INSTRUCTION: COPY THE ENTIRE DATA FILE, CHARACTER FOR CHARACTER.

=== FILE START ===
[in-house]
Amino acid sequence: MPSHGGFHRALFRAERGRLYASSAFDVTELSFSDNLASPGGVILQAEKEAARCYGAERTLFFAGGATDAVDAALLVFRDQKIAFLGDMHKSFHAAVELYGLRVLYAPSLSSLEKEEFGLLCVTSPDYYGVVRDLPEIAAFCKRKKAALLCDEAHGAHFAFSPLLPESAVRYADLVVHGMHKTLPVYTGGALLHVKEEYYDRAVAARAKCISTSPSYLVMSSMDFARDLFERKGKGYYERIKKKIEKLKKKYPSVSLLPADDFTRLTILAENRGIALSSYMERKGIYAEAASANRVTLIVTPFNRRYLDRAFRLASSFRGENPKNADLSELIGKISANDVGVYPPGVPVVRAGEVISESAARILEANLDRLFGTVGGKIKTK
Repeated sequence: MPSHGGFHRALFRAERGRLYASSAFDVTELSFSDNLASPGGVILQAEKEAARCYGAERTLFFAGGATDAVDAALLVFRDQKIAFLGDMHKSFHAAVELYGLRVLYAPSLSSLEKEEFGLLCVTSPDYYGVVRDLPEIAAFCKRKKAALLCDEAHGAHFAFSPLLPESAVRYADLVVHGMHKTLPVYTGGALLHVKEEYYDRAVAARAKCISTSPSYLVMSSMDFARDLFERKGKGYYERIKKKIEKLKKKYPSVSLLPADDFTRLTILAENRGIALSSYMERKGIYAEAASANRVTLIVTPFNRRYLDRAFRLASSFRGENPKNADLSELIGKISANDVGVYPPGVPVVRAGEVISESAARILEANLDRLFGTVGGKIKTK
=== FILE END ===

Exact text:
[in-house]
Amino acid sequence: MPSHGGFHRALFRAERGRLYASSAFDVTELSFSDNLASPGGVILQAEKEAARCYGAERTLFFAGGATDAVDAALLVFRDQKIAFLGDMHKSFHAAVELYGLRVLYAPSLSSLEKEEFGLLCVTSPDYYGVVRDLPEIAAFCKRKKAALLCDEAHGAHFAFSPLLPESAVRYADLVVHGMHKTLPVYTGGALLHVKEEYYDRAVAARAKCISTSPSYLVMSSMDFARDLFERKGKGYYERIKKKIEKLKKKYPSVSLLPADDFTRLTILAENRGIALSSYMERKGIYAEAASANRVTLIVTPFNRRYLDRAFRLASSFRGENPKNADLSELIGKISANDVGVYPPGVPVVRAGEVISESAARILEANLDRLFGTVGGKIKTK
Repeated sequence: MPSHGGFHRALFRAERGRLYASSAFDVTELSFSDNLASPGGVILQAEKEAARCYGAERTLFFAGGATDAVDAALLVFRDQKIAFLGDMHKSFHAAVELYGLRVLYAPSLSSLEKEEFGLLCVTSPDYYGVVRDLPEIAAFCKRKKAALLCDEAHGAHFAFSPLLPESAVRYADLVVHGMHKTLPVYTGGALLHVKEEYYDRAVAARAKCISTSPSYLVMSSMDFARDLFERKGKGYYERIKKKIEKLKKKYPSVSLLPADDFTRLTILAENRGIALSSYMERKGIYAEAASANRVTLIVTPFNRRYLDRAFRLASSFRGENPKNADLSELIGKISANDVGVYPPGVPVVRAGEVISESAARILEANLDRLFGTVGGKIKTK